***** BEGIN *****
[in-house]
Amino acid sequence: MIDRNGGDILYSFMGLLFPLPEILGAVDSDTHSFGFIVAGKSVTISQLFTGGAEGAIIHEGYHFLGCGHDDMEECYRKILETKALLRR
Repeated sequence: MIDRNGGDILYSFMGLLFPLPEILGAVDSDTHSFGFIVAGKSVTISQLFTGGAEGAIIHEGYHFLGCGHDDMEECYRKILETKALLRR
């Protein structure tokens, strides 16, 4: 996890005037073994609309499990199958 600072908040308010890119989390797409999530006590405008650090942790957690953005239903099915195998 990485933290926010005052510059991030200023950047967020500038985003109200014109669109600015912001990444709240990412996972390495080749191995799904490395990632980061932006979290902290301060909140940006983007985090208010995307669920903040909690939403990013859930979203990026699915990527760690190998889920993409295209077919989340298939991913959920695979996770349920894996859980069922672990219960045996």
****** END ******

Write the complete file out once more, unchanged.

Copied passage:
[in-house]
Amino acid sequence: MIDRNGGDILYSFMGLLFPLPEILGAVDSDTHSFGFIVAGKSVTISQLFTGGAEGAIIHEGYHFLGCGHDDMEECYRKILETKALLRR
Repeated sequence: MIDRNGGDILYSFMGLLFPLPEILGAVDSDTHSFGFIVAGKSVTISQLFTGGAEGAIIHEGYHFLGCGHDDMEECYRKILETKALLRR
């Protein structure tokens, strides 16, 4: 996890005037073994609309499990199958 600072908040308010890119989390797409999530006590405008650090942790957690953005239903099915195998 990485933290926010005052510059991030200023950047967020500038985003109200014109669109600015912001990444709240990412996972390495080749191995799904490395990632980061932006979290902290301060909140940006983007985090208010995307669920903040909690939403990013859930979203990026699915990527760690190998889920993409295209077919989340298939991913959920695979996770349920894996859980069922672990219960045996």